|Dr Mutsa Madonda completed his PhD with Prof Magdalena |
Plebanski and is now a post doc in her lab.
Monash University researchers are part of an international collaboration that has identified two intestinal bacteria as being potentially important in the effectiveness of anti-cancer medication.
The researchers found that the compound Cyclophosphamide (CTX), used in chemotherapy, relies on Enterococcus hirae and Barnesiella intestinihominis for its efficacy in countering tumours.
Their study, published in the journal Immunity, shows that the two gut bacteria changed the tumour microenvironment, activating T cells and helping the body fight cancer cells. More specifically, they reduced regulatory T cells and stimulated anti-tumour Cytotoxic T lymphocytes (CTL) responses.
Importantly, the scientists – including Professor Magdalena Plebanski, head of Monash University’s Vaccine and Infectious Diseases Laboratory, and post-doctoral researcher Dr Mutsa Madondo – found that immune responses triggered by the bacteria were associated with survival in advanced lung and ovarian cancer patients resistant to chemotherapy.
The findings may help in the development of oncomicrobiotics that will optimise cancer therapies in the future.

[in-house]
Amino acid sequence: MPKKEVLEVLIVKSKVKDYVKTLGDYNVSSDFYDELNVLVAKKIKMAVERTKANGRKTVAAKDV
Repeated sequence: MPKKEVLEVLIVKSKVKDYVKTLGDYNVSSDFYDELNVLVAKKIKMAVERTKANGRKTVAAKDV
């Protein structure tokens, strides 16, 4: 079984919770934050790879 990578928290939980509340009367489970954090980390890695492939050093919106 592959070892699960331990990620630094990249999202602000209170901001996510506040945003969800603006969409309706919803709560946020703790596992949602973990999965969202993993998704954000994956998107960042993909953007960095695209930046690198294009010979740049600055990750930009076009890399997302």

They are an exciting development in the emerging field of ‘‘oncomicrobiotics’’, which investigates how gut microorganisms could improve the effectiveness of cancer therapies. The precise identification of bacteria capable of linking intestinal and anti-cancer immune responses is key to this.
Whilst research linking the gut microbiome to the emergence of inflammatory disorders has come of age, the bacterial species involved in tumour immunosurveillance and their mechanism of action is largely unclear and unappreciated, the study says. More oncomicrobiotics are likely to be unravelled in the near future, its authors predict.
Daillère R, Vétizou M, Waldschmitt N, Yamazaki T, Isnard C, Poirier-Colame V, Duong CP, Flament C, Lepage P, Roberti MP, Routy B, Jacquelot N, Apetoh L, Becharef S, Rusakiewicz S, Langella P, Sokol H, Kroemer G, Enot D, Roux A, Eggermont A, Tartour E, Johannes L, Woerther PL, Chachaty E, Soria JC, Golden E, Formenti S, Plebanski M, Madondo M, Rosenstiel P, Raoult D, Cattoir V, Boneca IG, Chamaillard M, Zitvogel L. Enterococcus hirae and Barnesiella intestinihominis Facilitate Cyclophosphamide-Induced Therapeutic Immunomodulatory Effects. Immunity. 2016 Oct 18;45(4):931-943. doi: 10.1016/j.immuni.2016.09.009. Epub 2016 Oct 4.
See also Catharine Paddock's summary for Medical News Today, "Gut bacteria boost effectiveness of common chemotherapy drug", 6 October 2016. Link